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Accused Fort Hood shooter rests case without calling witnesses

Judge Col. Tara Osborn, top, Maj. Nidal Malik Hasan and standby defense attorney, Lt. Col. Kris Poppe, left, in a courtroom sketch from Wednesday.
Judge Col. Tara Osborn, top, Maj. Nidal Malik Hasan and standby defense attorney, Lt. Col. Kris Poppe, left, in a courtroom sketch from Wednesday.Brigitte Woosley via AP

The U.S. Army psychiatrist accused of killing 13 fellow soldiers and wounding 31 others in a rampage at Fort Hood, Texas, in 2009 rested his defense case in his court-martial on Wednesday without calling any witnesses to testify. 

Maj. Nidal Hasan is acting as his own defense attorney on charges stemming from the shooting spree. 

Military judge Col. Tara Osborn asked Hasan if anyone had forced him into his decision to dispense with witnesses and rest his case. "No, ma'am," he replied.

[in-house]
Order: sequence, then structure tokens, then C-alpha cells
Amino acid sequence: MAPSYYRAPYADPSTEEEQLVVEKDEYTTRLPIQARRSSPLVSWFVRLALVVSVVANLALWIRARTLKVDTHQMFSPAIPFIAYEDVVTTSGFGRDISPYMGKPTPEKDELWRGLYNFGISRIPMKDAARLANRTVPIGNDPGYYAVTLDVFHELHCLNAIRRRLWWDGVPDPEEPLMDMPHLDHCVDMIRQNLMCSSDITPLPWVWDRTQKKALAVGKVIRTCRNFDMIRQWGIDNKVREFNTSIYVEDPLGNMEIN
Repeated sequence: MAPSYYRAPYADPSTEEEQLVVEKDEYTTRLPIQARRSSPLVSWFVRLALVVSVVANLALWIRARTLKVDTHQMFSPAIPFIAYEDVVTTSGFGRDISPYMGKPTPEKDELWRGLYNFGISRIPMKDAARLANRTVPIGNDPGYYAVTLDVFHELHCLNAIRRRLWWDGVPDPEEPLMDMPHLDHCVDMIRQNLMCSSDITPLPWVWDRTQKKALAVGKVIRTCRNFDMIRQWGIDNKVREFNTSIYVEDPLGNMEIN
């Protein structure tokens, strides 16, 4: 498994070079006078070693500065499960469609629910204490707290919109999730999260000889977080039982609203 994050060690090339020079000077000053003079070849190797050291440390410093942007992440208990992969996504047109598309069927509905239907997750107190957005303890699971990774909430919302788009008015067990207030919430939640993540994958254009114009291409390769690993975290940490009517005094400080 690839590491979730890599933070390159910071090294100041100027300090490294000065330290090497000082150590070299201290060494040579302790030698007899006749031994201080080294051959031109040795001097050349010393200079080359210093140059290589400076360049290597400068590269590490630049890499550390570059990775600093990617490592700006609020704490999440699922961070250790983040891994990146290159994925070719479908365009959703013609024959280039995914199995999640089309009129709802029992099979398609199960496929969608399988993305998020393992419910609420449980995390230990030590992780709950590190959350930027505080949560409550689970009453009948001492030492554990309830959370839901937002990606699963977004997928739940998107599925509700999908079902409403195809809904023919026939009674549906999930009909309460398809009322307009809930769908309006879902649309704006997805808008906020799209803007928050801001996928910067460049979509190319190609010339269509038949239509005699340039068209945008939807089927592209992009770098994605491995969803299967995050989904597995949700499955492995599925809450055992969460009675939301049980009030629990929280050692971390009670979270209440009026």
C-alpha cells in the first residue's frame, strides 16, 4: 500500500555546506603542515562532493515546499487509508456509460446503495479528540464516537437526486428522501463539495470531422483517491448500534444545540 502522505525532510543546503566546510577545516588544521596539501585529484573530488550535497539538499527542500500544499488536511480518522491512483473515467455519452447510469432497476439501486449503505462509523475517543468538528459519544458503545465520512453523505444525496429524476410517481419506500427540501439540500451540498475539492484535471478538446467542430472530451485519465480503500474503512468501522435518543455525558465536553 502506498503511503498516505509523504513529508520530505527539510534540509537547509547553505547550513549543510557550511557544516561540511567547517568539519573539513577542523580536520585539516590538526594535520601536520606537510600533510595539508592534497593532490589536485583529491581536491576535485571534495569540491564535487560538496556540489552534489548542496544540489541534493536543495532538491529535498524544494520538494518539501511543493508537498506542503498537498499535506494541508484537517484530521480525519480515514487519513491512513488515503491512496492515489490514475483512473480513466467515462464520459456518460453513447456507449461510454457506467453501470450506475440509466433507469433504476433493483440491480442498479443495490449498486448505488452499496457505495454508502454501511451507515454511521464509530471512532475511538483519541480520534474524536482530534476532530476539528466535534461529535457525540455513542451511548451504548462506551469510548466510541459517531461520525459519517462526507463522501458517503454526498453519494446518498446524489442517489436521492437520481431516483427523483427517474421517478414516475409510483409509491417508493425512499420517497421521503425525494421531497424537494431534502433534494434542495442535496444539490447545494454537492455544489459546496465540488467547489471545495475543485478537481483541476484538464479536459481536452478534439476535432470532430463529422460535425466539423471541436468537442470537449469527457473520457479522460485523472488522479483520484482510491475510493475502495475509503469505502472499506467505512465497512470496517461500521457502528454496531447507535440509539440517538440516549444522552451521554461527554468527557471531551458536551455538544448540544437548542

Osborn set closing arguments for Thursday. 

On Tuesday, military prosecutors rested their case in the capital murder court-martial of Hasan, an American-born Muslim who has admitted in court to being the shooter. He has said he switched sides in what he considered a U.S. war against Islam. 

Prosecutors called 89 witnesses in two weeks of testimony, with many describing in horrific detail the bloodbath in and around a medical building at Fort Hood on Nov. 5, 2009. 

Hasan, 42, had signaled he may not mount any defense. He passed up an opportunity on Tuesday to move for an immediate not-guilty verdict, which is within a defendant's rights after the prosecution has rested. 

Hasan faces 13 counts of premeditated murder and 32 counts of premeditated attempted murder for the 31 people injured plus one he shot at and missed. He could face the death penalty if all 13 officers on the jury find him guilty. 

He told mental health evaluators that he wanted to become a martyr, court documents show. Lawyers assisting him say he is seeking the death penalty, but he has disputed that claim. 

Shot by police during the incident, he is paralyzed from the waist down and attends court in a wheelchair. He has requested frequent breaks in the testimony for rest and for prayer.